Book Review: Living Thinking, Looking, Siri Hustvedt

| 13 October , 2012 | Reply

Siri Hustvedt is famed for her novels – provocative, intelligent and moving pieces of fictions that have had critics singing her praises for years. Living, Thinking, Looking was Siri’s return to non-fiction, with her collection of essays about her life, memories, emotions and art. Despite these varying themes, the essays return to the basic questions of human nature: who are we? How do we see and feel? How do we interact with others? Each essay weaves together a spell that will leave you thoughtful for days after.

The collection is divided into three parts: Living, the first part contains reflections on her life, conversations that she had and the people she encountered. Particularly moving is her references to her mother’s wisdom and how her advice shaped the way she lived.

The second part, Thinking, draws on Siri’s memories and emotions and how that impacted upon her creativity. Of this collection, my favourite was On Reading, where Siri dicusses the perplexities of written word. The essays provide particularly thought provoking passages that leave you contemplating your own memories, long after you finish.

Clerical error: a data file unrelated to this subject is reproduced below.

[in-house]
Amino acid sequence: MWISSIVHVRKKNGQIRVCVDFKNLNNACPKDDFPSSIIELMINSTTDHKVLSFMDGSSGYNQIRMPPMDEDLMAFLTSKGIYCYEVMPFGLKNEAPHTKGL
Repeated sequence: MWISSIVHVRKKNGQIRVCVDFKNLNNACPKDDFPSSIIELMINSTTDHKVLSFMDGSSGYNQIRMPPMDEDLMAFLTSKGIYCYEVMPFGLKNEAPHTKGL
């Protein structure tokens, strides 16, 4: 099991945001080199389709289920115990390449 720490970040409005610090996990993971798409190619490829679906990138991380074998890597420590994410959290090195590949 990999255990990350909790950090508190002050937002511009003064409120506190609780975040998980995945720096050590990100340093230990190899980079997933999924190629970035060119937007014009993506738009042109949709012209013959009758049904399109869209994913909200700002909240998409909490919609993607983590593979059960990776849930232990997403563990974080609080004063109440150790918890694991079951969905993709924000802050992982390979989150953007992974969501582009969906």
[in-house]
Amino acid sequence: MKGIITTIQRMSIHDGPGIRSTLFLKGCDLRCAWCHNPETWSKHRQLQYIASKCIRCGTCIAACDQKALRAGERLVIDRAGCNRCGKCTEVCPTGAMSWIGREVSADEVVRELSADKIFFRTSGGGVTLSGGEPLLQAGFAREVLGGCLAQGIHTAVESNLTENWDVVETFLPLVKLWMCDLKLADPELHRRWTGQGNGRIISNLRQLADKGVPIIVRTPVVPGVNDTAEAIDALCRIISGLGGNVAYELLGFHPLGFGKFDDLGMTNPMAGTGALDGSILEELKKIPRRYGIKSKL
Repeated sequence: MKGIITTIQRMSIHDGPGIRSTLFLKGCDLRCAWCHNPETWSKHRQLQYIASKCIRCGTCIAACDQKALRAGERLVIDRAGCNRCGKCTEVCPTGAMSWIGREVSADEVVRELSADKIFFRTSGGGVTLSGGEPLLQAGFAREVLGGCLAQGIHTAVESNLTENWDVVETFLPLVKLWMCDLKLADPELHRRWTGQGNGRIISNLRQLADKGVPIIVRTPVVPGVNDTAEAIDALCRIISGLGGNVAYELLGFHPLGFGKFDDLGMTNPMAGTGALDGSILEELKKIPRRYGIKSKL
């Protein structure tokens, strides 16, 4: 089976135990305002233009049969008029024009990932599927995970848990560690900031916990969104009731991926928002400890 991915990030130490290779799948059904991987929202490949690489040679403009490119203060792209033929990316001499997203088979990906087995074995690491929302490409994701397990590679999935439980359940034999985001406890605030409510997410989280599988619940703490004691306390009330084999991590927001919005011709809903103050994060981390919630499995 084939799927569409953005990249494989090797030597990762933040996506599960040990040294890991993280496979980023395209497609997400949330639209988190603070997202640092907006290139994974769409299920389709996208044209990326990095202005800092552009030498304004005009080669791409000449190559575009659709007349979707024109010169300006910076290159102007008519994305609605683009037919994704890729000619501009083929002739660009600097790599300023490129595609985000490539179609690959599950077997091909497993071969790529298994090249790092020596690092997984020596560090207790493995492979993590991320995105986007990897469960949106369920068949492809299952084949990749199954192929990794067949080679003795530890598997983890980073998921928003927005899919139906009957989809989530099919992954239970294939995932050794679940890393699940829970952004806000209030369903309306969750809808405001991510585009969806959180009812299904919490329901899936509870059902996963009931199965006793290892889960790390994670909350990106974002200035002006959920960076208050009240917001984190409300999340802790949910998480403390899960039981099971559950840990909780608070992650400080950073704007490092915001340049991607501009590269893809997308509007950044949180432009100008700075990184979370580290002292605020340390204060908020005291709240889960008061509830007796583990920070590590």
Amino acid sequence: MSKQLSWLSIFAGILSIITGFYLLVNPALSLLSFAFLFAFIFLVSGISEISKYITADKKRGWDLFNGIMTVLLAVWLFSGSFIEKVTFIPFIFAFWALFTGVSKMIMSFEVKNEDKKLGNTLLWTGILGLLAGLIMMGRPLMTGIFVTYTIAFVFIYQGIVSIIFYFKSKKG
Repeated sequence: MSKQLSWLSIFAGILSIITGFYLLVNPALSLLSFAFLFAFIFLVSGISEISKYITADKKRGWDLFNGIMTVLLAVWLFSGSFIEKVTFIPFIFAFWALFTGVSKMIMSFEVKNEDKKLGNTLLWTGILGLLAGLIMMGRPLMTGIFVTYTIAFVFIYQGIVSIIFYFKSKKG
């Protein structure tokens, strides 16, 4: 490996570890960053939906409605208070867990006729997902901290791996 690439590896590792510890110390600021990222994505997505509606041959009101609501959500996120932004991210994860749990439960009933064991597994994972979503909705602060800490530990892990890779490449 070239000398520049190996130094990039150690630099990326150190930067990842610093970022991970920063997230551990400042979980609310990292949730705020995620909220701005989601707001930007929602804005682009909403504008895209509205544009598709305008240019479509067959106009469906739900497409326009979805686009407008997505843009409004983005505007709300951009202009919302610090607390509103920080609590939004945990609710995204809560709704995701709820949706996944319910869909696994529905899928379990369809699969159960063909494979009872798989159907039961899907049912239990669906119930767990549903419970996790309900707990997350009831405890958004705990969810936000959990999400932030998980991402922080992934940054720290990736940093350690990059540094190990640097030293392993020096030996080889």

The third and final part, Looking, discusses visual art. It returns to those common themes of how individuals see different things in art, and sees through questions of what it means to see, remember and feel.

On Reading, Siri said, “When I read, I assume the written words of the writer who, for the time being, becomes my own internal narrator, the voice inside my head. The text is both outside me and inside me”.

It’s though provoking pieces like that, dotted through the book that will leave you reflecting for a long time after you finish the book, questioning where your own values sprang from.

The book is a great place to start if you’ve never read a collection of essays before. Siri’s style is simple, clean and not too academic. The essays are only short and easily digestible, unlike many other books that get bogged down in details. A wonderfully provocative and intelligent book, definitely worth the read.

Available now: Hachette RRP$24.99


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Category: Books

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